News
2 min

Section 13 study falls off the agenda

Hate speech repeal not a priority as committee resumes

Credit: Cailean VIII, Flickr, Creative Commons 2.0

The Commons justice committee had started a study on Section 13 of the Canadian Human Rights Act in the previous session of Parliament, but the government’s decision to prorogue killed the committee — and the study.

Now that Parliament has come back and the committee has resumed, is the study going to come back as well? Not necessarily.

“We had a meeting of the steering committee last week,” says Liberal justice critic Dominic LeBlanc. “This didn’t come up.”

Section 13 of the CHRA governs the transmission of hate speech over telephone and internet. There have been calls to have the section repealed in favour of freedom of expression, seeing the provisions as contravening the Charter of Rights and Freedoms. As well, opponents of Section 13 argue that it establishes a lower threshold for offences than the two hate speech laws that appear in the Criminal Code. (read more about Section 13 in Xtra’s achives)

“We’d sort of begun to scratch the surface [of the study],” says Conservative MP Brent Rathgeber, a proponent of repealing Section 13. “We’d had two or three days of hearings, and heard from the human rights commissioner, and of course from Ezra [Levant] and Mark Steyn. On an unrelated hearing day, we heard from a recent appointee to the human rights commission tribunal — we were just speaking to her, or confirming her appointment.”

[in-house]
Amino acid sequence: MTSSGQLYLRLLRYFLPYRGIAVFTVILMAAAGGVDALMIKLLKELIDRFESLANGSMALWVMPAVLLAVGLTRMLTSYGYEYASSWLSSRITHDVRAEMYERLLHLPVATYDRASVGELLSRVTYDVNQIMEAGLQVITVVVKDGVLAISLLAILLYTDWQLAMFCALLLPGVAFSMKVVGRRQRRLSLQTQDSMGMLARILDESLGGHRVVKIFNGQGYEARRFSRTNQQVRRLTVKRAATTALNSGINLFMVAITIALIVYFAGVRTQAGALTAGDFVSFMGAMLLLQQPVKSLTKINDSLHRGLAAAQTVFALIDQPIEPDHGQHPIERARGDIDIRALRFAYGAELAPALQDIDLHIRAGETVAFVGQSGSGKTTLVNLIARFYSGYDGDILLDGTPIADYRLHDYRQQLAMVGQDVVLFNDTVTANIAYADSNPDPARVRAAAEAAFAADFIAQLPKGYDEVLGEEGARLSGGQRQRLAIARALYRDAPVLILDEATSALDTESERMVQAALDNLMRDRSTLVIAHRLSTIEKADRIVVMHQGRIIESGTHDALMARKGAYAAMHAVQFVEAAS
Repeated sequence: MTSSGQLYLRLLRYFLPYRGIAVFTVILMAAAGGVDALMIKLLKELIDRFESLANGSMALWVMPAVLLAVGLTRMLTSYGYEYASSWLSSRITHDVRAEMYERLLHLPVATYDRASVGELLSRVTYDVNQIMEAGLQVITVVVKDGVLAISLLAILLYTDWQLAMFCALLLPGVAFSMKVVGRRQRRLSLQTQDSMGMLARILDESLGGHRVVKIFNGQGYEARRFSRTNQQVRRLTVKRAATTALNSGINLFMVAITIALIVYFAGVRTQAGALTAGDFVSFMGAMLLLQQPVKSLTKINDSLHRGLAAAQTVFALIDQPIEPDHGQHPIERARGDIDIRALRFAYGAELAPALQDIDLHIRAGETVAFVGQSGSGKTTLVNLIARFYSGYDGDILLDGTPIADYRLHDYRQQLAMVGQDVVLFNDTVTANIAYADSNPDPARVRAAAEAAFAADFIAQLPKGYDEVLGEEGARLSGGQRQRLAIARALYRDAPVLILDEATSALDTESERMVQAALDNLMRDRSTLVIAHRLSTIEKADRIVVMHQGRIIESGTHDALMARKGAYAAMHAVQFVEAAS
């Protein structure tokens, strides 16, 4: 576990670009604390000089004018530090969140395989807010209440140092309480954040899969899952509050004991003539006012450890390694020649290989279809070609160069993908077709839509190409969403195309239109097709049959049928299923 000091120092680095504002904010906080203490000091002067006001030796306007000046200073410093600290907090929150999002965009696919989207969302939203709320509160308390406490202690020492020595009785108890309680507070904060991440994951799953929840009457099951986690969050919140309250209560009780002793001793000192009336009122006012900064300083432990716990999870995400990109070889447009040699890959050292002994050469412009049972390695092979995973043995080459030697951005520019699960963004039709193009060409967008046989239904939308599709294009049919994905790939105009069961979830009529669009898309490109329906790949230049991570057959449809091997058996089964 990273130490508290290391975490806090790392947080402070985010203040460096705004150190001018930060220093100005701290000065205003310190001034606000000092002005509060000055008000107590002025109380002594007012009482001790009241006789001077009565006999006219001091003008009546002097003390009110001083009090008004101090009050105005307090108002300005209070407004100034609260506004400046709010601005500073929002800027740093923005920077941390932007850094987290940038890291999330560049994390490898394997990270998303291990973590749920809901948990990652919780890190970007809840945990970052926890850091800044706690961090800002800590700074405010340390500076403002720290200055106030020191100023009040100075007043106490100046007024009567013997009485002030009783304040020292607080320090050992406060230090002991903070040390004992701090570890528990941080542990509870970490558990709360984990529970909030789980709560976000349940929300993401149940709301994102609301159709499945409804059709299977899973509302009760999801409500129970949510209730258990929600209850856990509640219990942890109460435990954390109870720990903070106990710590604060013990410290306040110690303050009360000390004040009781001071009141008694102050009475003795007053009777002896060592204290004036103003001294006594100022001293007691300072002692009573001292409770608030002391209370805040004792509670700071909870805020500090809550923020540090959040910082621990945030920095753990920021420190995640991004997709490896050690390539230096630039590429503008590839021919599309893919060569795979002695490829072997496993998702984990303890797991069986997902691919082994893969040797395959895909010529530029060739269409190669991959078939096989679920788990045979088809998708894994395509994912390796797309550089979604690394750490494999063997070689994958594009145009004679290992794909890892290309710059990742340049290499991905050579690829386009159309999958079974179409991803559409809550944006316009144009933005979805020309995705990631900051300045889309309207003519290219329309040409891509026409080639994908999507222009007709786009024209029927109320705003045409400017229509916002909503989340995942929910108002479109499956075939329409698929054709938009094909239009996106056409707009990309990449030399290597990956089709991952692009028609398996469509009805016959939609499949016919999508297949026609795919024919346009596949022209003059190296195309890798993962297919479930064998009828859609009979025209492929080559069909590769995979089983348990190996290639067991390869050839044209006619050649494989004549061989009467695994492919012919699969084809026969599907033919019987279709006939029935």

Rathgeber had stated his intention to revisit the issue when Parliament resumed, and he mentioned that the committee had a mechanism to adopt the evidence previously heard.

The NDP’s justice critic, Joe Comartin, has heard that Conservatives on the committee want to resume the study, but they appear to be giving it no priority.

“Given the backlog of bills, and other work, studies that we’re doing on organized crime, I have a hard time quite frankly seeing us doing anything more on that at least in this year, and I expect an election sometime this year, so I think it probably is not going to go anyplace.”

LeBlanc sees the utility of the study but isn’t about to make a priority of it either.

“We’re going to wait to see what the government wants to do,” LeBlanc says. “My view was that there was a very legitimate basis for some human rights commission review with respect to Section 13. We’ve heard evidence about how we can perhaps increase some of the procedural protections, but you’re certainly not going to see the Liberals leading a charge to re-open that at this point, and if the government decides to let it go, that certainly would be fine with us.”